Busch leaving Gibbs, Toyota to drive for Childress in 2023
Sep 12, 2022, 8:10 PM | Updated: Sep 13, 2022, 11:20 am
(AP Photo/Matt Kelley, File)
CHARLOTTE, N.C. (AP) — Kyle Busch will move to Richard Childress Racing next season, ending a 15-year career with Joe Gibbs Racing because the team could not come to terms with NASCAR’s only active multiple Cup champion.
Busch will drive the No. 8 Chevrolet for Childress in an announcement made Tuesday at the NASCAR Hall of Fame. He wore the two Cup championship rings he won driving for Gibbs on his middle fingers.
“I’ll be taking my talents to Welcome, North Carolina to drive the No. 8 car starting in 2023,” Busch said of moving to the team based about an hour north of Charlotte.
Tyler Reddick, who is currently competing for the Cup championship in the No. 8 Chevrolet, will remain under contract at RCR and drive for the team next season. Reddick in July told Childress he was moving to 23XI Racing in 2024.
Richard Childress said he informed Reddick he’d be out of the No. 8 next season one hour before Busch’s announcement. Childress said he’d obtain a third charter for Reddick’s car, but gave no other details except that Reddick’s current crew chief will be paired with Busch next season.
When Childress joined Busch at the announcement, the Hall of Fame team owner presented Busch’s 7-year-old son, Brexton, with a contract option to someday drive for RCR. But before that, Childress handed Busch his “signing bonus,” which was a boxed watch.
Childress in 2011 tussled with Busch after a Truck Series race at Kansas Speedway. The car owner removed his watch and handed it to someone, saying ‘Hold my watch’ before the altercation. Childress was fined $150,000 by NASCAR afterward.
Childress and Busch, now 37 years old, long ago made amends, which helped make RCR a landing spot for Busch during his excruciatingly long free agency period. JGR learned longtime partner Mars Wrigley was leaving the sport at the end of 2022, and Gibbs had been searching for a deep-pocketed sponsor to keep Busch in the No. 18 Toyota.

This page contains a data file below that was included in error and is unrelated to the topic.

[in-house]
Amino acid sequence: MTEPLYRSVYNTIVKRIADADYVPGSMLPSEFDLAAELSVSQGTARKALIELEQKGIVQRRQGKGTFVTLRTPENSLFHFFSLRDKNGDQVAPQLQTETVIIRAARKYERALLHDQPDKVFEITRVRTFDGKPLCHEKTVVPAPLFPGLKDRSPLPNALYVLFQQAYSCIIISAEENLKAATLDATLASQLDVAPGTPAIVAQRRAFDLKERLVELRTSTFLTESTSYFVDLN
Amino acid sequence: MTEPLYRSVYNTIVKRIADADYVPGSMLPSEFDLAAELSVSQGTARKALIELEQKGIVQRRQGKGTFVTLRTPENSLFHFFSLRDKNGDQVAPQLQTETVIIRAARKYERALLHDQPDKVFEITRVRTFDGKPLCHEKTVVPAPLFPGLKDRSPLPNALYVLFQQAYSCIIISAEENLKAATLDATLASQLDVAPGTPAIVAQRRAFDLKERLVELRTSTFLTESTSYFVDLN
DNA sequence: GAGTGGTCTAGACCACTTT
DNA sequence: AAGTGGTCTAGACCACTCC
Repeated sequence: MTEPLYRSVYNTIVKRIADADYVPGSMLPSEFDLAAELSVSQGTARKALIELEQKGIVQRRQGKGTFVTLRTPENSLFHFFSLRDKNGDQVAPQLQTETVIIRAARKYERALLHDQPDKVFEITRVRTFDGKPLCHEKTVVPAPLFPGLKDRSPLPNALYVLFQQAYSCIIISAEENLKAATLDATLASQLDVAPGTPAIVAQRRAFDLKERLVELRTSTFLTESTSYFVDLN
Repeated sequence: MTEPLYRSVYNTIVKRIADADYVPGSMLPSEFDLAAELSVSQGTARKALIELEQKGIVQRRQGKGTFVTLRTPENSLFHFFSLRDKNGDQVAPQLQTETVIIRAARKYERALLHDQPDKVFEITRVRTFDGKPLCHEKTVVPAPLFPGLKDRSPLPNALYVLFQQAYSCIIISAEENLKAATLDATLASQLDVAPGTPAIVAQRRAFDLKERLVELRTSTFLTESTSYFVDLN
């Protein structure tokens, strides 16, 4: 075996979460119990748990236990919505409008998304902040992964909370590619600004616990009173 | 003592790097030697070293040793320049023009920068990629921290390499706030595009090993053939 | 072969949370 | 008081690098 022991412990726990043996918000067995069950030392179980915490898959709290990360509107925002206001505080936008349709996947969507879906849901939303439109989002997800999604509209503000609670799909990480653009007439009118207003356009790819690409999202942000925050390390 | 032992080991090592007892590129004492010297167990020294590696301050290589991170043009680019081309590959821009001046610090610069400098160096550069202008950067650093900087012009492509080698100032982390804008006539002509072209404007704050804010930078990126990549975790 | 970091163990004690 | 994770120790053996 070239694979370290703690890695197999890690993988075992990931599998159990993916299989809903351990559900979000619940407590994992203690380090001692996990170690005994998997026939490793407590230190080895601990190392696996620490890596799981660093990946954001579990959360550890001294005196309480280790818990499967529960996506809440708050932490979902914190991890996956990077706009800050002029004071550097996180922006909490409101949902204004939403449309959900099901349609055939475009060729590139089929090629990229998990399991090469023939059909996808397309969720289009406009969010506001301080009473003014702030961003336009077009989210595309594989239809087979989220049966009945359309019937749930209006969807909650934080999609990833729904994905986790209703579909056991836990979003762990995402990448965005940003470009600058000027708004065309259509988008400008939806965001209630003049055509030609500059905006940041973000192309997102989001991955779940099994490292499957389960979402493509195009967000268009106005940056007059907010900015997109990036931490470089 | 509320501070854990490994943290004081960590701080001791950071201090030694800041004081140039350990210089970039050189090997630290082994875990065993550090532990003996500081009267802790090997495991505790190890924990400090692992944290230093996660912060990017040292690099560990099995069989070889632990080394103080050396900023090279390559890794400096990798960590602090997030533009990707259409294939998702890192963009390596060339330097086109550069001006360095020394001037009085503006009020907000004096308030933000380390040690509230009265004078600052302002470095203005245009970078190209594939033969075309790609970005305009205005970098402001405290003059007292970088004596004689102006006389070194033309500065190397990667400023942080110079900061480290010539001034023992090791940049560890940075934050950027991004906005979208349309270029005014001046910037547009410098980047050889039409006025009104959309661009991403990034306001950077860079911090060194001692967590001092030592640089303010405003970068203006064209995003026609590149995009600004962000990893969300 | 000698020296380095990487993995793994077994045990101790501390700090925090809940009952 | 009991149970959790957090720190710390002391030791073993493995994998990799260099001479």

Busch even said he’d drive for below his market value to get a deal done.
But as the year went on and no progress was made on Busch’s 2023 plans, he was forced to look elsewhere for both his own Cup seat and a landing spot for Kyle Busch Motorsports, his Truck Series team. KBM will now be a Chevrolet organization, but Busch said all details on KBM and how many trucks it fields next year is still being decided.
“Kyle has been a major part of our history and success here at Joe Gibbs Racing. We are thankful for all his contributions to our organization over the years,” Joe Gibbs said in a statement. “When you look at all that he has accomplished already, it is truly remarkable, and we know someday we will be celebrating his Hall of Fame induction.”
The move to RCR and rival Chevrolet is a tremendous blow to Toyota, which has been with Busch since he joined JGR and powered him to all but four of his 60 career Cup wins. Busch is also the winningest driver in the lower-level Xfinity Series and Truck Series, and his KBM truck team is a massive part of Toyota’s dominance in that series.